Villagers from Sipepa Village in Tsholotsho have bemoaned the high cost of dip vaccines saying it has contributed to the high rate of cattle deaths in the area.
Livestock breeders have bemoaned the massive cattle deaths which continue to succumb to tick-borne and lump skin diseases with an estimated 55 000 cattle having died countrywide this year.
A villager who spoke to CITE, Moses Ncube from Ward 5 in Sipepa said cattle in the area are no longer dipping regularly due to the high cost of vaccines.
“Around our villages, cattle are no longer dipping regularly which is another contributing factor for us losing our livestock.
“Tick-borne diseases are now affecting livestock, we are now expected to pay for dip vaccines on our own, but most people are unemployed as these vaccines are expensive,” said Ncube.
He said they usually get these vaccines in Bulawayo; however, the price has gone beyond the reach of many villagers.
“We had come up with a plan as villagers to contribute some few cents per homestead, those who have cattle to say let’s come together and save our livestock, but due to high inflation, you find that some people no longer afford to even meet other villagers halfway,” said Ncube.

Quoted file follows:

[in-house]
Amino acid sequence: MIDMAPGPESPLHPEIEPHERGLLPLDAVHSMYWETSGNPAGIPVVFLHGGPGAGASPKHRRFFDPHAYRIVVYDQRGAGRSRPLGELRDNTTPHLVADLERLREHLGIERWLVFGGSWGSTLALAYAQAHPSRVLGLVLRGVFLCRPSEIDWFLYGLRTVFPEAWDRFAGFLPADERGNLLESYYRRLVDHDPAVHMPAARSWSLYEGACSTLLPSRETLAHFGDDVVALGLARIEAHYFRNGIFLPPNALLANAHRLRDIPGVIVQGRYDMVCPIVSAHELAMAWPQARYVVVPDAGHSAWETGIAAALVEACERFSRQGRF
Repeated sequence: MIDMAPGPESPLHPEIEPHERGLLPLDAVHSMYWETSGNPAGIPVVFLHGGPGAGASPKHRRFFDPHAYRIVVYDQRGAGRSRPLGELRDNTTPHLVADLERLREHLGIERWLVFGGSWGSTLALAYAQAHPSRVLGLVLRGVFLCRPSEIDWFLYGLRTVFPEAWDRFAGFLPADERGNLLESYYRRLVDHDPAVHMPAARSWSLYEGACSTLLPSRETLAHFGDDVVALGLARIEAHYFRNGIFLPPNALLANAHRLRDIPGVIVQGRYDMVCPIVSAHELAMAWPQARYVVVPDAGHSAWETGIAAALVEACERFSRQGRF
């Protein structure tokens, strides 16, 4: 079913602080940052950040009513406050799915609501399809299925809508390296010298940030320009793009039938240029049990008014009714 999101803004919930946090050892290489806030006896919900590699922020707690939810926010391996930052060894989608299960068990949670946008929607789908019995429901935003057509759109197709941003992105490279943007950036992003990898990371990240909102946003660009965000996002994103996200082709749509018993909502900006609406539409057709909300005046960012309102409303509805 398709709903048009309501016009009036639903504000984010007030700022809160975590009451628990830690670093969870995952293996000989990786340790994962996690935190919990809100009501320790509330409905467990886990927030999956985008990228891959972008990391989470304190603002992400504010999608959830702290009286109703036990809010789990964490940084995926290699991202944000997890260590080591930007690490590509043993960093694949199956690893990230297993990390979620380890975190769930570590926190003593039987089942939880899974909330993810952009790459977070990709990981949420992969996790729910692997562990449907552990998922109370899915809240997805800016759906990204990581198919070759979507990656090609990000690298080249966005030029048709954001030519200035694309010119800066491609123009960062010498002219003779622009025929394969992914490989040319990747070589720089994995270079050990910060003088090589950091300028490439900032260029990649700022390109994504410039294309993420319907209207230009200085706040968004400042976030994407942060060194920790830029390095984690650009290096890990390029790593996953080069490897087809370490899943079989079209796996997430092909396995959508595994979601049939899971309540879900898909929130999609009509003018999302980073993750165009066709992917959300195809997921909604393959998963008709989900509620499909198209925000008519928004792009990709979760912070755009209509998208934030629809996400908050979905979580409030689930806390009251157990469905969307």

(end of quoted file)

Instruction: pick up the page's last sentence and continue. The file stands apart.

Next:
He added that beside dip vaccines, their dams are drying up leaving livestock with no water sources.
“Drought has not spared our area, if we look at dams which both people and livestock survived on, they have all dried up, Sipepa/Mkethwa dam, Mcetshwa dam, Silambaphoba dam, Sawudweni, Mpanidziba, Mfunda, and Gariya dam still have water,” he said.
Meanwhile a survey conducted by CITE in the city centre revealed that dip vaccines we ranging from a price of ZW$87 to ZW$720.
“Those one which are ZW$87 are diluted and depend on a number of cattle one has, but those one ranging from ZW$396, ZW$720 you cannot dilute them.
“We often adjust prices, when you come back here on Monday you will find a different price,” said one shop attendant.